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EPA, Gila River Indian Community flip switch at Arizona Traders soil and groundwater treatment system

Release Date: 09/07/2006
Contact Information: Wendy Chavez, 415/947-4248,

(San Francisco, Calif. -- 09/07/2006) The U.S. Environmental Protection Agency and the Gila River Indian Community today began full-scale operation of the soil treatment system at the Arizona Traders Trading Post leaking underground storage tank site in Sacaton, Ariz.

The new treatment facility includes three wells that extract and treat hydrocarbon vapors from the soil.

“The start of the new treatment facility culminates over four years of effort to address the releases at this location,” said Jeff Scott, the EPA’s Waste Management Division director for the Pacific Southwest region. “We are very pleased with the progress the EPA and the Gila River Indian Community have made at the site.”

“The partnership with the U.S. EPA that is enjoyed by the Gila River Indian Community is very productive and dynamic, and is greatly valued by the Community. This partnership has led the Gila River Indian Community toward environmental accomplishments that will lead to a healthier and cleaner environment for all of our Community members and non-members that both live and work within the Community for many years to come,” said William R. Rhodes, the Governor for the Gila River Indian Community. “Groundwater is one of the most important resources for the Community, not only for daily use but also culturally. It is with deep and sincere appreciation that the Gila River Indian Community extends its congratulations on an essential cleanup of our groundwater, and we look forward to collaborating on other activities that will benefit both the environment and public health.”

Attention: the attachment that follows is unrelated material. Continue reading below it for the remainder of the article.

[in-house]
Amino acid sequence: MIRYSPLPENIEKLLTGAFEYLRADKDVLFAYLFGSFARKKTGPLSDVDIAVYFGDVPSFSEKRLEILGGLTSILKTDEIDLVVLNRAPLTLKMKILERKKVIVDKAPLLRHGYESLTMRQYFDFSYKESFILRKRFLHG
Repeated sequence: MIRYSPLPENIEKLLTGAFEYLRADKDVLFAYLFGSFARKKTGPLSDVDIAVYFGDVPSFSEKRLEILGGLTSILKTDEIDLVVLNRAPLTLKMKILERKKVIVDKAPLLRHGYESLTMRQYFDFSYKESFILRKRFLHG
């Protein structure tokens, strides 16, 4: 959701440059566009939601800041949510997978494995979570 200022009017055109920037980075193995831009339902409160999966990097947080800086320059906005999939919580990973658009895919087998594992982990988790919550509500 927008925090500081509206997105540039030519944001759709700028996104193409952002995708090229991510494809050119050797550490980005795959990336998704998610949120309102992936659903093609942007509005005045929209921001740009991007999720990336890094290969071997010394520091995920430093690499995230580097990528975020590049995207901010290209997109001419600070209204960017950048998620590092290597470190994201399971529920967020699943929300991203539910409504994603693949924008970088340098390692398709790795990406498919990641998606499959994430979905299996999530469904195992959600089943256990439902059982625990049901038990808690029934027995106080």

The Arizona Traders Trading Post used two underground tanks to store gasoline from 1963 to 1985. The tribe discovered soil and groundwater contamination after the tanks were removed in 1998.

The EPA has spent over $800,000 to date to cleanup the site, and estimates that soil cleanup will be completed in three years and groundwater cleanup in up to 10 years. For more information, visit: